New industrial technologies in the form of smart machines, smart factories, cloud-based services and advanced data analytics have begun to transform machine shops and factory landscapes across the globe. The early payback from implementing such systems has primarily been in the form of increased efficiencies.
However, improved efficiencies do not necessarily translate into competitive advantage. If a one-dimensional view of potential benefits is adopted, the long-term opportunities for strategic differentiation will be relatively small. After all, competitors also evolve while a particular company improves its efficiency through deployment of one or two digital-based solutions. Over time, most of the industrial players within a given market will implement the new technologies and accrue the same efficiency gains.
In order to gain true competitive advantage, both machine OEMs and industrial end users will need to maximize the impact of digital advancements by combining them in a comprehensive program. A critical success factor for capturing digital opportunities is to combine the various technologies in such a way that new revenue streams are created. Beyond operational efficiency, strategic uniqueness has to be established, and the means for establishing that uniqueness is through the evolution of new business models.
In contrast to the classic machine automation approach that relies on select, locally generated data, the new smart machine environments enable business models that leverage the advanced availability of historical, contextual, operational, process, environmental, and diagnostic data. Data specialists with advanced tools can interpret relevant data and use the derived information to monetize processes. This is achieved by factoring in high value information about efficiency, the reliability of machines, and interconnection with other processes. This presents new opportunities for innovation and the development of new products and services.
Understanding the true value of digitization
To most stakeholders, the value of data seems to be clear, and this value is often interpreted as creating efficiency and productivity gains. However, in the case of digitalization, the definition of value can extend beyond that and into the realm of both short and long-term revenue generation. The main benefit could be a higher level of customer loyalty and/or a business model based on much lower costs.
For example, through advanced collection of data, organizations can better understand how their customers are using their products, and with this knowledge, a higher intimacy with the customer can be established which translates into longer term business. More data also means better information regarding the state of the products in use. This contributes to better business reliability planning and more precise forecasts of service assignments and storage of spare parts. This synergy can be referred to as collaborative value. It enables the discovery of new or improved products and services that were never expected or fathomed in the non-digitalized world.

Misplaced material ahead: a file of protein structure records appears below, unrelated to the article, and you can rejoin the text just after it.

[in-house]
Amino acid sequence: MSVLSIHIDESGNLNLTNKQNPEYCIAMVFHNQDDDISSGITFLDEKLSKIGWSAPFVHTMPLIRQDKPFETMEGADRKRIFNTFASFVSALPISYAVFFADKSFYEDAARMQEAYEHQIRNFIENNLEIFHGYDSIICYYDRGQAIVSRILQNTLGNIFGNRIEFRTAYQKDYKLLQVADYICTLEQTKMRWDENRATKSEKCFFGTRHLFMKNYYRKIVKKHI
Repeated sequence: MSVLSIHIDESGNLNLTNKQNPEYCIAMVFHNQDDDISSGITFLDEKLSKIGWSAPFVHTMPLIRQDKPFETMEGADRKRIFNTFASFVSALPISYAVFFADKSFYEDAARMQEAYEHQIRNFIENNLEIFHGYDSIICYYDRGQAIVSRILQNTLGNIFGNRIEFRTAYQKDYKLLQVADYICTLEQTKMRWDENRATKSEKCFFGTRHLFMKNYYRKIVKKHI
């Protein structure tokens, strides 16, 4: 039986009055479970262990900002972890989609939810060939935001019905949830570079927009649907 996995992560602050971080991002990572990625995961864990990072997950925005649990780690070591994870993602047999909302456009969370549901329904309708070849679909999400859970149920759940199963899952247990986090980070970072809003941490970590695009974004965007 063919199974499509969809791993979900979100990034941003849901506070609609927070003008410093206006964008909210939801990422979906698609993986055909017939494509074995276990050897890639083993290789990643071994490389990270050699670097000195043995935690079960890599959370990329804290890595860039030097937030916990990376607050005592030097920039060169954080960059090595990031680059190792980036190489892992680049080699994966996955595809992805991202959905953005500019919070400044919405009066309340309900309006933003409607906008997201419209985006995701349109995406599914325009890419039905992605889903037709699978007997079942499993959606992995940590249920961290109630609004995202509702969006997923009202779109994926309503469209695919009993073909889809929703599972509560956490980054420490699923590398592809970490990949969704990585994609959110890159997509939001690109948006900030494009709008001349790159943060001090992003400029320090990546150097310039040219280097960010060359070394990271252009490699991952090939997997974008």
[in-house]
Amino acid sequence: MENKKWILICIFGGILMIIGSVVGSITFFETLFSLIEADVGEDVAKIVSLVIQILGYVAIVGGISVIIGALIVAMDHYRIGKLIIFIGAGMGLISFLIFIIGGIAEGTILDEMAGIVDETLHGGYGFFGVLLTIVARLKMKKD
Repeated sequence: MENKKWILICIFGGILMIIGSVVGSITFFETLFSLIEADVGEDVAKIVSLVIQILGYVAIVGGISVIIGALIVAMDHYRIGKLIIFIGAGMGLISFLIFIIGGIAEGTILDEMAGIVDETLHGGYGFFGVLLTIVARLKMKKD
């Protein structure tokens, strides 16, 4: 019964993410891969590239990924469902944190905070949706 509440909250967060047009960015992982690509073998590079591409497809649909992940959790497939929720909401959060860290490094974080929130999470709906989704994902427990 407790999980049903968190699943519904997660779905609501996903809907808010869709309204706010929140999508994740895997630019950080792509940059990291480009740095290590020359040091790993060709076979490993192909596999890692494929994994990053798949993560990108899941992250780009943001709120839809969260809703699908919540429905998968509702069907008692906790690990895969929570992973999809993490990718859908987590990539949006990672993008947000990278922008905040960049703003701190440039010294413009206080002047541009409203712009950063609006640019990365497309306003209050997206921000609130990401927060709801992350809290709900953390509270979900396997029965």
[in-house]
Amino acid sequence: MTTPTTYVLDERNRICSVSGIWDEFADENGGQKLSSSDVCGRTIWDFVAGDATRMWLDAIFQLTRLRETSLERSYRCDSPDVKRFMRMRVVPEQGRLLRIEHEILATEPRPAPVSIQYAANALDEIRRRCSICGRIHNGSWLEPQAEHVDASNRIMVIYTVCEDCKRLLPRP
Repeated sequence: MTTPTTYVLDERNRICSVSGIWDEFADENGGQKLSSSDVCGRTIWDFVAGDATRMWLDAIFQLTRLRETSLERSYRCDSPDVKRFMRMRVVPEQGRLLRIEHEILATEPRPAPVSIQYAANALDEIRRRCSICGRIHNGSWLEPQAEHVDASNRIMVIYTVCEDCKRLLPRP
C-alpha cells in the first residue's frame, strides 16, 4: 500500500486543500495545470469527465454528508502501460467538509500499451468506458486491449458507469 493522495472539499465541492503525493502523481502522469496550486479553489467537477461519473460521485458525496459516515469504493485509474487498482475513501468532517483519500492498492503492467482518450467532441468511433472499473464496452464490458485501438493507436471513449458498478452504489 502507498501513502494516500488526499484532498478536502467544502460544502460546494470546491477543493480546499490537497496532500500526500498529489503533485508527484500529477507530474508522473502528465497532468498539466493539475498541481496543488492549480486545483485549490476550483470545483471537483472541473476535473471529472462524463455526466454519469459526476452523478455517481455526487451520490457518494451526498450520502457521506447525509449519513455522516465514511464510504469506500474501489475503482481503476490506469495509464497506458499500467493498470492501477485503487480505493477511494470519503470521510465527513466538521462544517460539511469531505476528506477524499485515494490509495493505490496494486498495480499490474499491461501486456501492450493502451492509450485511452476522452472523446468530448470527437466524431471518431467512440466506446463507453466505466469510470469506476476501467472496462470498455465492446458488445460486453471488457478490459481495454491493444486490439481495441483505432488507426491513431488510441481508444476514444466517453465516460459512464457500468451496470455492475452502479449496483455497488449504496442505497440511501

In the case of OEM machine builders, for instance, a new business model could now place less emphasis on machines sold, and more on revenue generated through sales of services surrounding those machines. A very good example of this is how Xerox transformed the copier business 60 years ago.
In 1959 the technology of xerography was brand new and expensive. “Xerox copies” made office worker’s lives easier by allowing them to produce paper copies without handling chemicals. Since the cost of entry was high at the time, instead of selling the copier machine, Xerox decided to lease the machine at a low cost and to then charge a per-copy fee if copies exceeded 2,000 copies per day. Xerox provided all the required supplies, service, and support and the customer could cancel the lease on only 15-days’ notice. At the beginning, the average business produced only about 15-20 copies per day. Therefore, Xerox took an upfront risk. However, the need for these types of copies then quickly accelerated and the Xerox copier became an indispensable piece of equipment for almost every business. The new business model paid off big for Xerox. For a period of 20 years, Xerox generated annual growth rates of more than 40% per year.
In today’s digitalized world, where virtually everything can be offered “as a service”, new business models are ready to reshape the industry. To learn more about how digitization can improve your business performance, download this new whitepaper “Business Models for Smart Machines”.